Image of Dr. Cornel West is not from the symposium but Robert P. George and Cornel West speaking with attendees at the Student Pavilion at Arizona State University in Tempe, Arizona.
Dr. Cornel West visited Tulsa virtually but still inspired, confronted, and loved his former hometown in profound ways at the 2021 Reconciliation in America National Symposium Thursday night
Dr. Cornel West said he applauds the coming of President Joe Biden coming to Tulsa June 1, 2021 but says he must come with a message of truth, with policy that helps Black people out of the “bowels of poverty,” and with a plan for reparations.
Urging both President Biden and Vice President Kamala Harris not to fall prey to the language of “America is not racist” when it is racist. It may be less racist than it was in 1921 but this is still a city that has not accepted its role in the massacre, paid insurance claims, paid reparations, or convicted one person in the slaughter of Black Tulsans and leveling of what would have become $600 million in wealth today had the massacre never happened. That’s college educations, hundreds more businesses, schools, salons, restaurants, hospitals, churches, and homes (Source: Dr. Scott Ellsworth, quoting the new 2021 National Geographic article on Greenwood).
Dr. West was speaking at the 2021 Reconciliation in America National Symposium sponsored by the John Hope Franklin Center for Reconciliation in Tulsa, Oklahoma.
Screenshot from Dr. John W. Franklin’s dialogue with Dr. Cornel West at the 2021 Reconciliation in America National Symposium sponsored by the John Hope Franklin Center for Reconciliation in Tulsa, Oklahoma.
What was it like to hear Dr. Cornel West speak?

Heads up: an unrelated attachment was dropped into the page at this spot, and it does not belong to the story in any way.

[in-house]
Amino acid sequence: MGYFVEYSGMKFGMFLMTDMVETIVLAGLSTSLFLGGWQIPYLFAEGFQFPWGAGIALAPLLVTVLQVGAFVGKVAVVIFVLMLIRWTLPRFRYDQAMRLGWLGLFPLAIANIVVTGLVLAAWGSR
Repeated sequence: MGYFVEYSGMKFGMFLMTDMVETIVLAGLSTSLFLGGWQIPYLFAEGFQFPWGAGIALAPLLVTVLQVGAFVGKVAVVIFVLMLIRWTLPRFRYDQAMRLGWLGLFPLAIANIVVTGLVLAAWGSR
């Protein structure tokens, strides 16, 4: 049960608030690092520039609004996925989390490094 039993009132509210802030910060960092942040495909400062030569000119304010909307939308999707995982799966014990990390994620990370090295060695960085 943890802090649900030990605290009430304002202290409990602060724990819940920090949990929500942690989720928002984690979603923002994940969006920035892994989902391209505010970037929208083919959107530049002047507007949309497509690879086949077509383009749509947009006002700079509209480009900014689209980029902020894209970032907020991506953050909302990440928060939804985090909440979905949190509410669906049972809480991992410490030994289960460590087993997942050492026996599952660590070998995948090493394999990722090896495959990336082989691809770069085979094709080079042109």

Listening to Dr. West speak is like standing on the shores of the beach and feeling the power of the waves and also having the trash from the ocean wash against your feet. Stay with me here. In this metaphor, you are convicted that there is a power and presence more powerful than the trash but you are still confronted by the trash of America’s White supremacy, aggressive and destructive imperialistic expansion, and land grabbing.
In other words, Dr. West is as inspiring to hear as the presence of the ocean waves, but he is going to speak the truth of what is happening today without de-odorizing it, without conforming it to the normalizing power of the “white gaze,” to speak the authentic narratives of history, and to love our enemies. His calling is to leave a taste of the kingdom, “even in the midst of the hounds of hell.” He said to never be thoroughly surprised by evil, by “strange fruit,” by Black bodies hanging from trees, but we must always respond in love while also calling out and resisting evil. “I’m not a pacifist,” he said, “I would have fought against Hitler, would have joined Mandela against apartheid, would have resisted with WWI veterans to defend Dick Rowland.” He stands against the forces of White supremacy and evil today who brutalize Black, Brown, indigenous, Asian, LGBTQ+ bodies.